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Many new vehicles come equipped with event data recorders (EDRs), those black boxes that record and store data in the moments before and after a crash. Until 2000, only manufacturers could gain access to and decode the information that these devices gathered. Now, with a laptop and a specialized computer program, virtually anyone can download this data. As a result, car owners are concerned about what data is being collected and how it can be used by police, employers, rental car agencies, and, most notably for our discussion, insurance companies.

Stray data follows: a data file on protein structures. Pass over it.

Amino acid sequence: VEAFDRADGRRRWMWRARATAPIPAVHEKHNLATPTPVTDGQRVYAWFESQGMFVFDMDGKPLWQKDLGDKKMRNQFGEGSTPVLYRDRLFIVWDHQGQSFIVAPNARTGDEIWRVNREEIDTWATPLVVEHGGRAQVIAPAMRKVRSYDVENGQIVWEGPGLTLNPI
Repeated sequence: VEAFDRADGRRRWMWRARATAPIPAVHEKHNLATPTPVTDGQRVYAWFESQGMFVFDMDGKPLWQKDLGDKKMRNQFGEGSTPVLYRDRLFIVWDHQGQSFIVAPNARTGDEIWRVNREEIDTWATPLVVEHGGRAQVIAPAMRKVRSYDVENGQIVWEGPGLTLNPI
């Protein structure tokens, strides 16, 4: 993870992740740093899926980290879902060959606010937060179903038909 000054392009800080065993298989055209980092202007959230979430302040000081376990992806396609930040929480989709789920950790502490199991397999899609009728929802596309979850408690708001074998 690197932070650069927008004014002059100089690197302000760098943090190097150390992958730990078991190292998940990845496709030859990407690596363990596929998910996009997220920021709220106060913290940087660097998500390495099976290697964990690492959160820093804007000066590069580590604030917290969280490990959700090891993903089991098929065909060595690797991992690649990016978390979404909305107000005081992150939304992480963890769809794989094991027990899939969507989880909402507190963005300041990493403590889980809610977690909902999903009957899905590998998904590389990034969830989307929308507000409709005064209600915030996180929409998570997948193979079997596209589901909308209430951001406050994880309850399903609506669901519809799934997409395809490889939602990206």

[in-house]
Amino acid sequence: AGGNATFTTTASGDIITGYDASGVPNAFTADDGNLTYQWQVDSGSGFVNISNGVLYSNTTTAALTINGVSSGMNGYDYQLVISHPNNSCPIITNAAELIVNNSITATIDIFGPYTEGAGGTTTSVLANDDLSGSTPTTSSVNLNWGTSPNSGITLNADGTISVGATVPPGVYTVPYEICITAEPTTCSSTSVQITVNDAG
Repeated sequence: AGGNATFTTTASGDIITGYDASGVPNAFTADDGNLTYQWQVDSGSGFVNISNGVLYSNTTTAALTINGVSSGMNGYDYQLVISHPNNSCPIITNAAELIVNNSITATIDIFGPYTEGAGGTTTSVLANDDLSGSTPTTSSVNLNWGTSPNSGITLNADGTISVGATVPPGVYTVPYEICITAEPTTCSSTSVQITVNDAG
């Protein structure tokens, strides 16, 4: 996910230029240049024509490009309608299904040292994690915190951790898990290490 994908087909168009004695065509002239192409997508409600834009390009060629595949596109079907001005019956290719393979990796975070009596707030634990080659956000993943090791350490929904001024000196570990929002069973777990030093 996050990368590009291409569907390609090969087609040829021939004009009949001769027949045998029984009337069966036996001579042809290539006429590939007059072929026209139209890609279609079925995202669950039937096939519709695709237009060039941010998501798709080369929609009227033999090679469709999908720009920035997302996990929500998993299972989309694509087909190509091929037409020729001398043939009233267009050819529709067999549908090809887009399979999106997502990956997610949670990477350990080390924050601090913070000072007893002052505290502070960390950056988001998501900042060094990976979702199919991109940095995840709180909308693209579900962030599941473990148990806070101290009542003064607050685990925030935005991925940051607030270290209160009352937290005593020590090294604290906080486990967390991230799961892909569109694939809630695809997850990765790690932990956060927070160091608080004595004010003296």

In the face of these concerns, 12 states have enacted legislation governing access to EDR post-crash data. As the usage of this data becomes more commonplace in U.S. courts, claim personnel and their lawyers must understand privacy issues and key provisions of various state initiatives to avoid potential case-defining pitfalls.

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